Compressed air is introduced through a passageway 42 in the drill head 10 into a chamber 44 in one end of the bore 16 and at one end of the adapter 18. From the chamber 44 air communicates through an axially offset passage 46 in the outer elements 28 to annular passage 48. In the position shown in FIG. 1, the annular passage 48 communicates with another annular passage 50 formed in the smaller diameter portion of the inner element 30. The annular passage 50 communicates with a radial passage 52 to a vent passage 54 from which the air can escape to the atmosphere through slot 56. Prior to initial contact of the tool bit 20 with the workpiece 14, the annular passages 48 and 50 communicate with each other to permit air to be vented to the atmosphere through slot 56. When the tool bit 20 contacts the workpiece 14, the inner element 30 is displaced axially relative to the outer element 28 against the action of Belleville spring 40. This moves the annular passage 50 out of alignment with passage 48 cutting off further venting of air and resulting in a pressure build up in the various passages communicating with axial passage 12.
Referring now to FIG. 2, a typical pneumatic and electrical circuit for operating and controlling the detection system is illustrated. Air under pressure is normally available in plant operations from one or more central air supplies 57 and is supplied to a line 58. The compressed air passes through filters 60 to a pressure regulator 62 which can be set to supply air to the control system at some selected pressure, for example in a range of 30 to 50 pounds per square inch. From the pressure regulator the air passes to the inlet 64 of a three-way two position valve 66. The three-way valve 66 is actuated by a solenoid 68 and is spring returned. The solenoid 68 is energized upon initiating actuation of an electric timer 70. The electric timer is activated in response to a signal through a line 71 from a conventional electrical control arrangement indicated at 72 used to control such machines. Actuation of the solenoid 68 moves valve 66 from its closed to its opened position and communicates air through a pressure switch 73 and through an air line 74 connected to the air passage 42 in the spindle 12.
In normal operation with a tool bit 20 in good working condition, the machining cycle begins with an electrical signal that starts rapid axial movement of the spindle 12 in its rapid approach phase designated by the dimension 24. At the completion of the rapid approach phase 24 an electrical signal initiates operation of the electric timer for some predetermined period of time, such as 10 seconds, for example. When the electrical timer 70 becomes activated, the solenoid 68 also is actuated to move the three-way valve 66 to its open position so that air is delivered to the remaining portions of the air system such as the pressure switch 73, line 74, passage 42 and connecting passages to deliver air through vent passage 54 to the atmosphere.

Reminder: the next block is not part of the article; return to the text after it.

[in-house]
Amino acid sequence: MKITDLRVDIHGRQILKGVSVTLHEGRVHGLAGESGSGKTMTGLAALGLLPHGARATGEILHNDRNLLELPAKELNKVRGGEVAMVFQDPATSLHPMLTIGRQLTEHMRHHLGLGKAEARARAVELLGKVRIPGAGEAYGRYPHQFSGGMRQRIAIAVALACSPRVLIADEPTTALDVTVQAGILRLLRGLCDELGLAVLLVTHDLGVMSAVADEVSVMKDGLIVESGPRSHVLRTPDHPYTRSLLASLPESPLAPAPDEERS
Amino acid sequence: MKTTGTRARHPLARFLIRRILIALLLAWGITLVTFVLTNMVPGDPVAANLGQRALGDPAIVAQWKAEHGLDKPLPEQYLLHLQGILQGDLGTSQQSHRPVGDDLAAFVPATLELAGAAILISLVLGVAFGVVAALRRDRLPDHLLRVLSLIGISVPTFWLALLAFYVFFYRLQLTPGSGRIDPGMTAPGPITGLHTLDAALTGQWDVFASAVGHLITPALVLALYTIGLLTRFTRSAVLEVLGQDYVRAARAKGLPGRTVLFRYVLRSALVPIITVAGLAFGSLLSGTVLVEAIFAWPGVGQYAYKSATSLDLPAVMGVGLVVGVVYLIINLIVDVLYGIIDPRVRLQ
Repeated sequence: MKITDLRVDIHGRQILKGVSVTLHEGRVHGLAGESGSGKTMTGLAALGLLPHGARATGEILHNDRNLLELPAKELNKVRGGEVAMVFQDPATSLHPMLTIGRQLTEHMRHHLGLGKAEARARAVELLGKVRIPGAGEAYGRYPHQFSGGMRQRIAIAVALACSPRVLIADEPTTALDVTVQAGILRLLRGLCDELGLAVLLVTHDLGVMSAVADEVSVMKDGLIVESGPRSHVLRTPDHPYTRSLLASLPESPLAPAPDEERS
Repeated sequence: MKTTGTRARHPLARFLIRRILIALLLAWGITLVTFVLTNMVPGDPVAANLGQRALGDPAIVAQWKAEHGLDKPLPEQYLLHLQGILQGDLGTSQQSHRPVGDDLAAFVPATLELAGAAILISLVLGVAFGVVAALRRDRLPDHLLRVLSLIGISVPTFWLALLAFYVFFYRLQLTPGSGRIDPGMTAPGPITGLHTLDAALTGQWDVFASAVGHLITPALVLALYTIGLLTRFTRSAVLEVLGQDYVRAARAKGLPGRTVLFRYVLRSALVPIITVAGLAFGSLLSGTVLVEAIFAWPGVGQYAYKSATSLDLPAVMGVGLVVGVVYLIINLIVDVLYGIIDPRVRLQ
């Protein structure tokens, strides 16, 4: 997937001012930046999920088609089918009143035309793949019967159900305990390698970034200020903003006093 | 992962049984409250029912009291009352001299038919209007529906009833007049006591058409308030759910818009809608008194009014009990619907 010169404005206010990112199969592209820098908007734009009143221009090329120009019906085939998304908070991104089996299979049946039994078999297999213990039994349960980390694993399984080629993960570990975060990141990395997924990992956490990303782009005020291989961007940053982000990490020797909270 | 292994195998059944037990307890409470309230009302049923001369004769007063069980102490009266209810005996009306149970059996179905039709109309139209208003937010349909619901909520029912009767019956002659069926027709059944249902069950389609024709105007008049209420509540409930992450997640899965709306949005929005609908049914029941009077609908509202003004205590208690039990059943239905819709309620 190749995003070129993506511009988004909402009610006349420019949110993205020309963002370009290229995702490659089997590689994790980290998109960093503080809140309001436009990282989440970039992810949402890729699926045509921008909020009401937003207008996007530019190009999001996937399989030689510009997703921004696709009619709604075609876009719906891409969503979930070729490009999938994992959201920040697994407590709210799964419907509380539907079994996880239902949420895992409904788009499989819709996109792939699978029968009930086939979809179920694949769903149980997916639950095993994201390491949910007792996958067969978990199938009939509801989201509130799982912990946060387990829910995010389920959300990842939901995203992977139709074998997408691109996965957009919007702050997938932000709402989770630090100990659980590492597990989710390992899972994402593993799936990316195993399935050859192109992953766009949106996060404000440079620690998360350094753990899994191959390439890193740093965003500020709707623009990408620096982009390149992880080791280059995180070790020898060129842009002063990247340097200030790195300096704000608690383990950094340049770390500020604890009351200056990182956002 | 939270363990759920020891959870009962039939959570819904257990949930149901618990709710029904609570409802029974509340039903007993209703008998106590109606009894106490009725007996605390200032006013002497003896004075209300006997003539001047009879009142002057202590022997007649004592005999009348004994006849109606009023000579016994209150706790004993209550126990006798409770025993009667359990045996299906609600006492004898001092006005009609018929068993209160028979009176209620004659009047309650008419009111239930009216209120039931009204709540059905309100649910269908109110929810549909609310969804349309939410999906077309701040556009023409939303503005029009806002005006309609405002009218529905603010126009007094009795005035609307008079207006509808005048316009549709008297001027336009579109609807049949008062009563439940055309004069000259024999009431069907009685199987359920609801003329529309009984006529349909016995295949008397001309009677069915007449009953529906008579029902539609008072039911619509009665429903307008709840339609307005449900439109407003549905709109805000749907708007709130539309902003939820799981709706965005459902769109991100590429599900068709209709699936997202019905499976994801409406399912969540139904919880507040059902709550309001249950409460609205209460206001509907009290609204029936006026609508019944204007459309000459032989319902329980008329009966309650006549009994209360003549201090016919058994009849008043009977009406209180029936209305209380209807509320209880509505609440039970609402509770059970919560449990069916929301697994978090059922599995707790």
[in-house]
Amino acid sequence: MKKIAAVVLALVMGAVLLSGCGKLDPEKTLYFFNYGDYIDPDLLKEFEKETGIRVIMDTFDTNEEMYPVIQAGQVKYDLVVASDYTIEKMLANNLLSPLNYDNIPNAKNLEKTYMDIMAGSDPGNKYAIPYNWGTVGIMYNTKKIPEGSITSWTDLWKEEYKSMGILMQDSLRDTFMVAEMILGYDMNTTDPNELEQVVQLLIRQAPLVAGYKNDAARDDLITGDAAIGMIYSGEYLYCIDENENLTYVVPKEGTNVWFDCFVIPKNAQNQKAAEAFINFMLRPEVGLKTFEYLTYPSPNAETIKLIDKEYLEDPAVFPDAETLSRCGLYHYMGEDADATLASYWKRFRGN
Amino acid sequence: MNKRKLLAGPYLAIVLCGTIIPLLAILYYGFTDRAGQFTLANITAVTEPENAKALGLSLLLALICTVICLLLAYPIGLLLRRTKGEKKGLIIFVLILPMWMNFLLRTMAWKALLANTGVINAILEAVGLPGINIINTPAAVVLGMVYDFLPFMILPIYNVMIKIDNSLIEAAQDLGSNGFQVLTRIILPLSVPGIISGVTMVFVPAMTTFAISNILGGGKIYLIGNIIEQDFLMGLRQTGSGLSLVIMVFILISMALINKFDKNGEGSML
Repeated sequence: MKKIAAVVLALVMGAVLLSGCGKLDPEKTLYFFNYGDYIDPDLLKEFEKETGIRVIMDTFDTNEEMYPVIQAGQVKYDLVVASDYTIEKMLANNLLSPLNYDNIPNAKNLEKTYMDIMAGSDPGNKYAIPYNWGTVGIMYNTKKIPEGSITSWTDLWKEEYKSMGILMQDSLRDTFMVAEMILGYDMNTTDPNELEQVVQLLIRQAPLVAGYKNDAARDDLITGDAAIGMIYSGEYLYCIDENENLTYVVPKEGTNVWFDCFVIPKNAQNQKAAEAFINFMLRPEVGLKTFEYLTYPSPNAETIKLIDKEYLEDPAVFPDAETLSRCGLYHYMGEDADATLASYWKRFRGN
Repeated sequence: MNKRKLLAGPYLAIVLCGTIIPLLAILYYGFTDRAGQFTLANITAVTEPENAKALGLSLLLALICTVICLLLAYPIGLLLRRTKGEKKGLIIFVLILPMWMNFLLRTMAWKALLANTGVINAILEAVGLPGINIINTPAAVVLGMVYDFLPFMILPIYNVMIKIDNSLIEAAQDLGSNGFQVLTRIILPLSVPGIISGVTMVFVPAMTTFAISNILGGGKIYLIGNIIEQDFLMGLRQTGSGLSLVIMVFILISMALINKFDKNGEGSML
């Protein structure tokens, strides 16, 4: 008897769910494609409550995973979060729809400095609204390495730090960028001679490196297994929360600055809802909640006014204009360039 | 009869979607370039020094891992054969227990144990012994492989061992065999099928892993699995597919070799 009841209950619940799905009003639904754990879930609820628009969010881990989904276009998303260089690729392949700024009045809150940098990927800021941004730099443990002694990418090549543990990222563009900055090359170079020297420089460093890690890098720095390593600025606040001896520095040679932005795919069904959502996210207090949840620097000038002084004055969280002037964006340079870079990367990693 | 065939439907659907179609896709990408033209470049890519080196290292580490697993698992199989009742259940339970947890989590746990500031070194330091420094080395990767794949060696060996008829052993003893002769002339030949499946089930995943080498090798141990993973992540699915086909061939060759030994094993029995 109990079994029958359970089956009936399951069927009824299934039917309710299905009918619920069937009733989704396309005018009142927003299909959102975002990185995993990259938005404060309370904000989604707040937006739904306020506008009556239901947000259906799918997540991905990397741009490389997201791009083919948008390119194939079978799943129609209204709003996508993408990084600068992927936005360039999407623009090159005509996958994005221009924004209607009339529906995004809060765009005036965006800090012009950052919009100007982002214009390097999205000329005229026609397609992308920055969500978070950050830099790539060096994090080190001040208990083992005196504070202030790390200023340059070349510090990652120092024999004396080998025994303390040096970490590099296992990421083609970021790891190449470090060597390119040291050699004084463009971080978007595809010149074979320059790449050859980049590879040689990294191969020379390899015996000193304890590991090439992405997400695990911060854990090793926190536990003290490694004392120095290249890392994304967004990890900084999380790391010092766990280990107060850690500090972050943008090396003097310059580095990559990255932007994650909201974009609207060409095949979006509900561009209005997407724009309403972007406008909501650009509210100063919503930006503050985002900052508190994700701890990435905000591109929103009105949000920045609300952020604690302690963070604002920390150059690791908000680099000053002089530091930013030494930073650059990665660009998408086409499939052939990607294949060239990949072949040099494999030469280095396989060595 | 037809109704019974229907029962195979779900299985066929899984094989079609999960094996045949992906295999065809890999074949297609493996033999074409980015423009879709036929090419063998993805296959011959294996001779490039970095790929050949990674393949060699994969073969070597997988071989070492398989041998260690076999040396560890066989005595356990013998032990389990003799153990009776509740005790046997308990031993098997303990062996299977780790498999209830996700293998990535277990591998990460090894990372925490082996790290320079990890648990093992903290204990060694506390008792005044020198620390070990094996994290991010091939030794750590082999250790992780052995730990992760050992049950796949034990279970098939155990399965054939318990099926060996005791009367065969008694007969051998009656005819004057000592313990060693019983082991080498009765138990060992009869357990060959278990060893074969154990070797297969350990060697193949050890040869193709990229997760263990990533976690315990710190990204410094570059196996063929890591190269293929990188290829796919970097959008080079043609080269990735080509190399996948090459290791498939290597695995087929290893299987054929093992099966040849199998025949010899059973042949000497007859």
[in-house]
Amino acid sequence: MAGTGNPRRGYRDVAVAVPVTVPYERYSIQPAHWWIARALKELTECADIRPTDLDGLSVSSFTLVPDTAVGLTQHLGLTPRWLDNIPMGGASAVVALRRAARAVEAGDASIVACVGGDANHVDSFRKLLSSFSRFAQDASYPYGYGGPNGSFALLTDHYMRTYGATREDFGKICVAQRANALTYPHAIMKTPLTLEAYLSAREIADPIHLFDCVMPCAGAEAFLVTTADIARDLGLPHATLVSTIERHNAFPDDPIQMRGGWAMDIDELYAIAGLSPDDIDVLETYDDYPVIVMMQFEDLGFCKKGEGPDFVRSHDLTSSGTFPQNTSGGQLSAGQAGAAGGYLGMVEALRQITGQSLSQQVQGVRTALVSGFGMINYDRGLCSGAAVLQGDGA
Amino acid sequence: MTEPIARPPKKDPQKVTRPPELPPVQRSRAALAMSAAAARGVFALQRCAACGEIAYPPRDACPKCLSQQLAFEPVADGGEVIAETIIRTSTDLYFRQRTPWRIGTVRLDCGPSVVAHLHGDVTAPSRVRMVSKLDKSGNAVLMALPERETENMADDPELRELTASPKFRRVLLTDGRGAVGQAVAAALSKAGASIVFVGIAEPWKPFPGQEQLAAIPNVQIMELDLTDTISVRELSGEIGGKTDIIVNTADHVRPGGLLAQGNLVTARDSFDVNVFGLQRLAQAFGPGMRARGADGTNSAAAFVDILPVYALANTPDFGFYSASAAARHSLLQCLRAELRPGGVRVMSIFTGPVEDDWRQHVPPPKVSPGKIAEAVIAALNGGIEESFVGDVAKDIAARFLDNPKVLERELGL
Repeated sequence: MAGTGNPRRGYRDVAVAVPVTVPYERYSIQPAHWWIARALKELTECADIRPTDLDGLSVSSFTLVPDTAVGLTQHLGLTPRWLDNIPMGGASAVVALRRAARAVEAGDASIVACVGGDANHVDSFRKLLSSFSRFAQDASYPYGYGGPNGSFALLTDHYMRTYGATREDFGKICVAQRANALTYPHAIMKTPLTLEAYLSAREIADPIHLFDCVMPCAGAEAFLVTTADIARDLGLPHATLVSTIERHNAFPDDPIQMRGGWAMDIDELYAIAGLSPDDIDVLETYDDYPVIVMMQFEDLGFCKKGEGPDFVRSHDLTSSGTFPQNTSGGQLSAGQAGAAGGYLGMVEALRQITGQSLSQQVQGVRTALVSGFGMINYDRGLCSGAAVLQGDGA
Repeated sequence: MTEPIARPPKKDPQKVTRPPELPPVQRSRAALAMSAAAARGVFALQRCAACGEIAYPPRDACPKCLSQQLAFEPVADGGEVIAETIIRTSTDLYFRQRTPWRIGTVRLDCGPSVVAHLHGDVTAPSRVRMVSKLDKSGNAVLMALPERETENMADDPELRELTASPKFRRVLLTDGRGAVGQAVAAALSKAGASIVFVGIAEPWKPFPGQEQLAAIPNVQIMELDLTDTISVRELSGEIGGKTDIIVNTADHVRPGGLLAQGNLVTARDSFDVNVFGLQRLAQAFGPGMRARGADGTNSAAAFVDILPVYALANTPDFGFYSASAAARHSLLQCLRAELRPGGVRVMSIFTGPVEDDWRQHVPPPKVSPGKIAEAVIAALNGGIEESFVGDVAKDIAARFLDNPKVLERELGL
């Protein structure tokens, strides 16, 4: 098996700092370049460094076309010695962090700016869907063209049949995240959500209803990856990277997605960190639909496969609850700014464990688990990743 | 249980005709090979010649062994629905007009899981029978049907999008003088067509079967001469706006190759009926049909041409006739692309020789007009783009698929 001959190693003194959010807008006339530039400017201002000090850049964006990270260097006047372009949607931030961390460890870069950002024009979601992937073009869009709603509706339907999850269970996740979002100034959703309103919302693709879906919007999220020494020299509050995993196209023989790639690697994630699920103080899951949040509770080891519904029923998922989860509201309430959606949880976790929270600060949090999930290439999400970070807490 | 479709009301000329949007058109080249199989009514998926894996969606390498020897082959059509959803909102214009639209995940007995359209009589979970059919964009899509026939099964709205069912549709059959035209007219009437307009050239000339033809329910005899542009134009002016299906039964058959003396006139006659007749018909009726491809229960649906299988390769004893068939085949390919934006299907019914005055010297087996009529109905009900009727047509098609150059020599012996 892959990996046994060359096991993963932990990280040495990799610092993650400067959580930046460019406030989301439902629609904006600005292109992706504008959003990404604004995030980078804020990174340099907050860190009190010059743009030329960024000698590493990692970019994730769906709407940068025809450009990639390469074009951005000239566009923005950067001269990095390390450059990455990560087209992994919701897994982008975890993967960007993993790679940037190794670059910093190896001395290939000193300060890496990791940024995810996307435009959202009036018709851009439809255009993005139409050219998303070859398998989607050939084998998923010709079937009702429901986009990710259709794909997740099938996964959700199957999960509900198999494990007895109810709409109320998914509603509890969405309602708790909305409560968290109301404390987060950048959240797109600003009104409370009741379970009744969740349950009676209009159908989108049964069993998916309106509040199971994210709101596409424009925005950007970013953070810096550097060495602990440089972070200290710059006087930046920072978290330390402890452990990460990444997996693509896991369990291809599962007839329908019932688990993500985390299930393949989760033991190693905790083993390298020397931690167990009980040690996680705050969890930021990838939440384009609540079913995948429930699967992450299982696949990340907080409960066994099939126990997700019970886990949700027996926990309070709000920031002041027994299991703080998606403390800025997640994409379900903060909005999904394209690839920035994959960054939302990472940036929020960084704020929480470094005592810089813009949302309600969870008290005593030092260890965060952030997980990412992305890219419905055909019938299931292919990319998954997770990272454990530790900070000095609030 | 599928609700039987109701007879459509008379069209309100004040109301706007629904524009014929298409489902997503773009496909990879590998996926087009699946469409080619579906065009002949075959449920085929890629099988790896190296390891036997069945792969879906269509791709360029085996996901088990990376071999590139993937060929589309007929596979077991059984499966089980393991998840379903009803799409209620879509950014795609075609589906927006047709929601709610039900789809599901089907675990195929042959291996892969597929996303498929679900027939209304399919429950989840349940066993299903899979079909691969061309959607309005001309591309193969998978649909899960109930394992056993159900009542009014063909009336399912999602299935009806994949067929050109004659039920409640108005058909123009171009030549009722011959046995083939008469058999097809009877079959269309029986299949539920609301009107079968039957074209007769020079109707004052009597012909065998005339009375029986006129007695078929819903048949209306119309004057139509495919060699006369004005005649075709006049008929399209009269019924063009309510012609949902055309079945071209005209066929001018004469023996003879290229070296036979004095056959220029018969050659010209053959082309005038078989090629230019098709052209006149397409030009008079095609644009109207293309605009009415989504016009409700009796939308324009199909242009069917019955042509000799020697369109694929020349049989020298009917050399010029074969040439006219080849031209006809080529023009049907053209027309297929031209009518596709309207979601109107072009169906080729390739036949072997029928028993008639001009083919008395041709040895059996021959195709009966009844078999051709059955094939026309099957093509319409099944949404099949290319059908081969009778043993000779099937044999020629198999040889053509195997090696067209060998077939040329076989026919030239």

As the bit 20 starts to feed into the workpiece 14 the tip of the tool 20 forces the inner element 30 to slide axially relative to the outer element 28 to compress the spring washer 40. As a result, annular passages 48 and 50 move between 0.001 and 0.010 inches causing the annular passages to move out of alignment with each other. This isolates the passages from each other and caused a back pressure to be developed in the passage 42 which registers at the pressure switch 73. By the way of example, the pressure switch 73 can be set for some reasonable operating pressures such as thirty psi. This pressure is achieved promptly upon engagement of the tool 20 with the workpiece 14 and causes an electrical signal to be delivered through the line 78 to the usual machine control panel 72 which causes the control system and the machine to complete the remaining feed stroke of the machining cycle and return the spindle 12 to its original position. The electrical timer 70 serves to maintain the three-way air valve 66 open for a period sufficient to insure an electrical signal from the pressure switch 73 in response to the back pressure generated when the tool 20 subjects the inner element 30 to enough load to close the air vent passage 54. The period of time during which air is supplied need be only a matter of two or three seconds and is represented as being supplied during the period of time that the tool 20 moves through the dimension indicated at 80 in FIG. 1 which is immediately after the rapid approach phase 24.
If tool 20 is broken there will be no force applied to the inner element 30 to move it axially relative to the outer element. As a consequence during the two or three seconds that air is being supplied during movement through dimension 80 the air will continue to be vented from the passage 54 until the electric timer has completed its cycle and discontinues operation. At that time the three-way valve 66 will be conveyed through the line 78 to the control panel to discontinue operation. The control panel can be so arranged that the spindle 12 will return to its original position and shut off the machine from further operation. After the broken tool is replaced normal operation may be resumed.
The embodiment of the invention illustrated in FIG. 1 is particularly adapted for machines in which the spindle 12 is already supplied with air passages such as passage 42. When it is desired to employ a pneumatic sensing device with machines in which the heads 10 do not have an air supply, the spindle 12 is fitted with a special spindle extension 86 as seen in FIG. 3. The extension 86 is fitted with a rotary coupling 88 receiving air through a line 90 from the air control lines 74 seen in FIG. 2. The coupling 88 remains stationary during rotation of the spindle extension 86 together with the spindle 12.